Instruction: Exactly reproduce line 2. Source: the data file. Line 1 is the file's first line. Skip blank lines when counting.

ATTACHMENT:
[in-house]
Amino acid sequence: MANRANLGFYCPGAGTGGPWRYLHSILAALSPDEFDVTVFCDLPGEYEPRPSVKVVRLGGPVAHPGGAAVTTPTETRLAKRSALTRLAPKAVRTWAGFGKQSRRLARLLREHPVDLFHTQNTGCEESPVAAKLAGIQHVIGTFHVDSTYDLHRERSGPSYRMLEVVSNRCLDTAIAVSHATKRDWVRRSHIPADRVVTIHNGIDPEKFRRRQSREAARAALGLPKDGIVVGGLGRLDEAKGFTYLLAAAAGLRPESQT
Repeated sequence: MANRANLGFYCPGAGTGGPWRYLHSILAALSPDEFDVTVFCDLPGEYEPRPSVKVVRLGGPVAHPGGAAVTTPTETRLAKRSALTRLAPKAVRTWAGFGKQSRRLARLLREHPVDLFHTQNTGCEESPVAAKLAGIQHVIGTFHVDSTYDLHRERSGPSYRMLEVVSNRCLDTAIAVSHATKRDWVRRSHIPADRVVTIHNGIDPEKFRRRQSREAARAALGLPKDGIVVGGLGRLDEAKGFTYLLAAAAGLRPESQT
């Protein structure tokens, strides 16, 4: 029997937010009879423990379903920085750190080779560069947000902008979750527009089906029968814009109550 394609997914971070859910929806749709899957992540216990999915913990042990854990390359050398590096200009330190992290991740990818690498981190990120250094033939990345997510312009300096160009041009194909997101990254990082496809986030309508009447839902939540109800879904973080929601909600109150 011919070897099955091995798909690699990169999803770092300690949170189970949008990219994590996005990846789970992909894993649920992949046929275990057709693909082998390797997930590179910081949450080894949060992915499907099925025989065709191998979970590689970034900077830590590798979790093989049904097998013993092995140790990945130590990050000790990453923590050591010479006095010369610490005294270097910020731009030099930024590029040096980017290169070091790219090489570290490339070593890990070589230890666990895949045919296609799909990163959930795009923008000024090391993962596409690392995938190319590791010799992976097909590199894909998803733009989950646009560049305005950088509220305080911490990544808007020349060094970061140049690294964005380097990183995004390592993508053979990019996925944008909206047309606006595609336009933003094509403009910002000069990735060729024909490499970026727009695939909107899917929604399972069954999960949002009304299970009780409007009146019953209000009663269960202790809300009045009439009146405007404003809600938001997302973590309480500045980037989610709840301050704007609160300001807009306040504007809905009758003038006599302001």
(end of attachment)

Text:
Amino acid sequence: MANRANLGFYCPGAGTGGPWRYLHSILAALSPDEFDVTVFCDLPGEYEPRPSVKVVRLGGPVAHPGGAAVTTPTETRLAKRSALTRLAPKAVRTWAGFGKQSRRLARLLREHPVDLFHTQNTGCEESPVAAKLAGIQHVIGTFHVDSTYDLHRERSGPSYRMLEVVSNRCLDTAIAVSHATKRDWVRRSHIPADRVVTIHNGIDPEKFRRRQSREAARAALGLPKDGIVVGGLGRLDEAKGFTYLLAAAAGLRPESQT